Day 1 Day 3 Day 5 Day 7 Day 9
Appearance
C (Control) 4.25±0.06C 4.01±0.05BCa 3.74±0.08Ba 3.03±0.04Aa 2.97±0.07Aa
T1 (0.20%) 4.28±0.11B 4.25±0.06Bb 4.19±0.04Bb 3.12±0.04Aa 3.08±0.07Aa
T2 (0.50%) 4.29±0.06C 4.22±0.05Cb 4.18±0.04BCb 4.02±0.06ABb 3.86±0.06Ab
T3 (1.0%) 4.36±0.06C 4.29±0.05Cb 4.25±0.04BCb 4.09±0.06ABb 3.93±0.056Ab
Odour
C (Control) 4.05±0.02Da 3.81±0.05Ca 3.75±0.02Ca 2.47±0.03Ba 2.06±0.03Aa
T1 (0.20%) 4.11±0.07Da 4.07±0.04Db 3.84±0.04Ca 3.25±0.05Bb 2.98±0.05Ab
T2 (0.50%) 4.73±0.01Cb 4.68±0.02Cc 4.59±0.02Cb 4.21±0.05Bc 3.91±0.03Ac
T3 (1.0%) 4.80±0.01Cb 4.75±0.02Cc 4.66±0.02Cb 4.28±0.05Bc 3.98±0.03Ac
Overall Acceptability
C (Control) 4.16±0.05Ca 4.05± 0.05Ca 3.75±0.06Ba 3.07±0.05Aa 2.95±0.05Aa
T1 (0.20%) 4.235±0.06Ba 4.16± 0.05Bab 4.00±0.09Bb 3.46±0.04Ab 3.33±0.10Ab
T2 (0.50%) 4.44±0.06Bb 4.33± 0.06Bbc 4.27±0.08Bc 3.98±0.05Ac 3.87±0.05Ac
T3 (1.0%) 4.51±0.06Bb 4.40± 0.06Bc 4.34±0.08Bc 4.05±0.05Ac 3.94±0.05Ac

n=21; C= Control (without phyto-extract); T-1= 0.2% Arjuna tree bark extract, T-2= 0.50% Arjuna tree bark extract; T-3= 1.0% Arjuna tree bark extract. *Mean±S.E. with different superscripts row wise (capital alphabets) and column wise (small alphabets) differ significantly (P<0.05).

Sensory scores for the entire parameters showed declining trend with increase in storage time. The rate of decrease of sensory score was significantly (P<0.05) higher in control than treatment emulsion during storage. T-3 showed highest sensory scores for appearance than other treatments and control emulsion during the storage period. The slower rate of decrease in appearance might be due to the antioxidant properties of incorporated phyto-extract, these results are also supported with the findings of instrumental colour profile. Similar findings were reported by Pogorzelsk et al. (2018) during refrigerated storage of raw ground pork meat incorporated with Haematococcus pluvialis extract rich in astaxanthin. Joseph et al. (2014) also reported that the colour scores decreased (P<0.05) throughout the storage period in control and treatment pork emulsion incorporated with tomato products and guava pulp.

On day one of storage study sensory scores of treatment emulsions were higher than control emulsion. Similarly, Selgas et al. (2009) reported increase in visual colour scores with the incorporation of lycopene in raw hamburgers. Colour and appearance are among the most important sensorial properties by which consumers judge the quality of meat and influence them when they decide to purchase (Villalobos-Delgado et al., 2017). Odour score followed similar decreasing trend as that of the appearance score during storage. The results revealed significantly higher (P<0.05) odour score of T-3 followed by T-2 and T-1 pork emulsion throughout the storage period. Joseph et al. (2014) also reported that odour scores decreased significantly (P<0.05) throughout storage period. Villalobos-Delgado et al. (2017) reported that odour was most affected during the storage period, probably because of lipid oxidation and ammonia production from protein breakdown.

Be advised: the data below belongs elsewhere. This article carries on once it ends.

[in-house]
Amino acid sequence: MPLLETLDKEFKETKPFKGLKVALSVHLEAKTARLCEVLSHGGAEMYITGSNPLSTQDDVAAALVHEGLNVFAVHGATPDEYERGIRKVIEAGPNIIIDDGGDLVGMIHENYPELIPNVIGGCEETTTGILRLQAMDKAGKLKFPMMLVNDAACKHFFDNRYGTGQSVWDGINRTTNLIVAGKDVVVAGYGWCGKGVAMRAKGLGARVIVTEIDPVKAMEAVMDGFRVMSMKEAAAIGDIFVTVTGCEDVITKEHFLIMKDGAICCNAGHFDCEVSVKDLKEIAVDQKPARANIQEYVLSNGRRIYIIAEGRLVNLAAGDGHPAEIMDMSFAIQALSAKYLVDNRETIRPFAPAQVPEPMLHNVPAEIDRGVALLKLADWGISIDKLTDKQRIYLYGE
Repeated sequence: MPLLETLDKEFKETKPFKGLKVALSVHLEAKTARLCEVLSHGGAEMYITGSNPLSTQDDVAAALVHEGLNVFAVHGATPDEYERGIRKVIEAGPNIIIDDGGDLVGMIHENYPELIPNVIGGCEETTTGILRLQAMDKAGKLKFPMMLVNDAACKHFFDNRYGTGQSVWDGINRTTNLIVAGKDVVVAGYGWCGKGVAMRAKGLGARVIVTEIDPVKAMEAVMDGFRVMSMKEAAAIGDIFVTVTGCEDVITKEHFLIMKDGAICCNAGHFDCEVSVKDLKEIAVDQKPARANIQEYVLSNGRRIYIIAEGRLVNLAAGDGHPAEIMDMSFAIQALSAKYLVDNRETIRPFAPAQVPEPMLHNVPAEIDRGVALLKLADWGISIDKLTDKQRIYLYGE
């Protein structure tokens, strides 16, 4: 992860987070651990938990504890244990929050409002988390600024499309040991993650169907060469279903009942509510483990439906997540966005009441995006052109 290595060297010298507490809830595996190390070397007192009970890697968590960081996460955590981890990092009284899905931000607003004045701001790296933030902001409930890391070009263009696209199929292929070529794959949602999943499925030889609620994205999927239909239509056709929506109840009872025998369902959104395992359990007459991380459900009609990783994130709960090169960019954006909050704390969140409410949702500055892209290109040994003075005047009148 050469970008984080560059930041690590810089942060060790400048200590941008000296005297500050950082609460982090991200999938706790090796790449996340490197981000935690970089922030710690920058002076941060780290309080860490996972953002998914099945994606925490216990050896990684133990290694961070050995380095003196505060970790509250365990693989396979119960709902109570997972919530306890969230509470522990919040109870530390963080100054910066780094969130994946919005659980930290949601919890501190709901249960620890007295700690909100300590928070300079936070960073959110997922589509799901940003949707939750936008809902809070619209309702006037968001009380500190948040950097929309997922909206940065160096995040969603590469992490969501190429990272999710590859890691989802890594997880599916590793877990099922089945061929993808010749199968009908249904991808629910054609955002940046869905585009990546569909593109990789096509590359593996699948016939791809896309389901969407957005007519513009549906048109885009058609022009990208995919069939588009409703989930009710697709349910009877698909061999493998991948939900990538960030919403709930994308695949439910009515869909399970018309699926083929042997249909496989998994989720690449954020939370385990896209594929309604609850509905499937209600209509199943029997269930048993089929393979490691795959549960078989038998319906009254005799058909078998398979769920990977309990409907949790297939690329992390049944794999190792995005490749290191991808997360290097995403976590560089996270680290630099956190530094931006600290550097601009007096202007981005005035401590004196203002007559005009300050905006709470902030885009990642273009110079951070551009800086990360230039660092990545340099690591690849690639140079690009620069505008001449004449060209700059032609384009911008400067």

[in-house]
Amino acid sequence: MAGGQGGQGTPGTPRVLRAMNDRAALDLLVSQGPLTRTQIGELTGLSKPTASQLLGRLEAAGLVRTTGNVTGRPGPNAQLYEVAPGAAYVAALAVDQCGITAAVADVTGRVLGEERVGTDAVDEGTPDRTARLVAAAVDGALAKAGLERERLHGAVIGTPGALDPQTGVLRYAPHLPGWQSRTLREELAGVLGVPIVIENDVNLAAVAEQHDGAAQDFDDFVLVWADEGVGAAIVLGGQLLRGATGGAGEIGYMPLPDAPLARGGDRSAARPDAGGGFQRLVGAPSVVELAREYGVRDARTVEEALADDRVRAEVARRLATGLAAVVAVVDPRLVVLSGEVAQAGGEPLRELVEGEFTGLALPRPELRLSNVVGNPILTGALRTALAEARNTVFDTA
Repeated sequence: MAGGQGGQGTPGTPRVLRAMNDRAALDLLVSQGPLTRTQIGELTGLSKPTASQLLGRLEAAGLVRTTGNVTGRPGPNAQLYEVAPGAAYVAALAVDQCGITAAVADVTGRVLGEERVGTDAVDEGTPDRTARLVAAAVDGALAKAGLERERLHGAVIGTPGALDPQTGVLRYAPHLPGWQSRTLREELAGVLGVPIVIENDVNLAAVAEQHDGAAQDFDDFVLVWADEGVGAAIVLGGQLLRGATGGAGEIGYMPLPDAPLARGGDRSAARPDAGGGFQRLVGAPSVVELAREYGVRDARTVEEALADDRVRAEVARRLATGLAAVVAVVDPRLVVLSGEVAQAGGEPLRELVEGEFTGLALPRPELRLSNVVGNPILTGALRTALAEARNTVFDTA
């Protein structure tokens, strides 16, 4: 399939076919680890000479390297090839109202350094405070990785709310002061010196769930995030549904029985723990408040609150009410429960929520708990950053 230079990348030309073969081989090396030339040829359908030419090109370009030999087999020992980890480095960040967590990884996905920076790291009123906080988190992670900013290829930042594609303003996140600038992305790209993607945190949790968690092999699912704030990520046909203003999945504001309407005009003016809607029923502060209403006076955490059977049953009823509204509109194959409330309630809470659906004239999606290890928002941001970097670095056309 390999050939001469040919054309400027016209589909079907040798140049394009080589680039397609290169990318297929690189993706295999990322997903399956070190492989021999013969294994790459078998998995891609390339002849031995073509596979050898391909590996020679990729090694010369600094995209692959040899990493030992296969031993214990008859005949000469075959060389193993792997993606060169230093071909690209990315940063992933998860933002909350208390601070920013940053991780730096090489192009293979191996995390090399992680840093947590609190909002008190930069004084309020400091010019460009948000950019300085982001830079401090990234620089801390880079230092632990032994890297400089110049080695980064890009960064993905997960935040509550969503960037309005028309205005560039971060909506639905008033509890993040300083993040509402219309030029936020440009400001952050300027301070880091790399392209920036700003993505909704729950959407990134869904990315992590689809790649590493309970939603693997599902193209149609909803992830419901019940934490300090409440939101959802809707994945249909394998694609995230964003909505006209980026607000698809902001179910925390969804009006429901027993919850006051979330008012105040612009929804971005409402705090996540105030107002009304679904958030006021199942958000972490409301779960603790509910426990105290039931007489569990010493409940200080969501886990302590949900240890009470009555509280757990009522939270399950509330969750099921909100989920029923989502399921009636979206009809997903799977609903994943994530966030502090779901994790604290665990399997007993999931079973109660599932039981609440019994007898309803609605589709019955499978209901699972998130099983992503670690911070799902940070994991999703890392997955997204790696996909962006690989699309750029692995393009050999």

The score of overall-acceptability of pork emulsion incorporated with 0.20, 0.50 and 1.0 % ATBE (Fig. 3) was very important for the selection of level of incorporation of phytoextract in the present study. The critical analysis of sensory quality attributes revealed that the sensory panelists awarded highest overall acceptability scores to T-3 that was significantly (P<0.05) higher than T-2 and T-1 and graded it as best among all the treatments and control emulsion. Liang et al. (2018) reported that the score of overall-acceptability of dried minced pork slices with mulberry polyphenols was higher than control. The values in the present study were in conformity with the earlier findings on ground raw pork by Wagh and Chatli (2017).

Fig. 3: Effect of different levels of ATBE on over acceptability of pork emulsion during refrigerated storage. (Control: Without any phytoextracts; T-1: 0.2% ATBE; T-2: 0.5%ATBE; T-3: 1.0% ATBE. Bar represents the standard error (n = 21)).

Conclusion

Hence, it was concluded from above results and discussions that the incorporation of 1.0 % level of Arjuna tree bark extract (T-3) in the pork emulsion lead to the improvement in the various physico-chemical qualities, antioxidant potential, microbiological and sensory quality during 9 days refrigerated storage. Development of shelf-stable pork nuggets incorporated with Arjuna tree bark extract at 1.0 % level might be novel approach to provide a product which will provide all the appropriate nutrients in a convenient form to the consumers.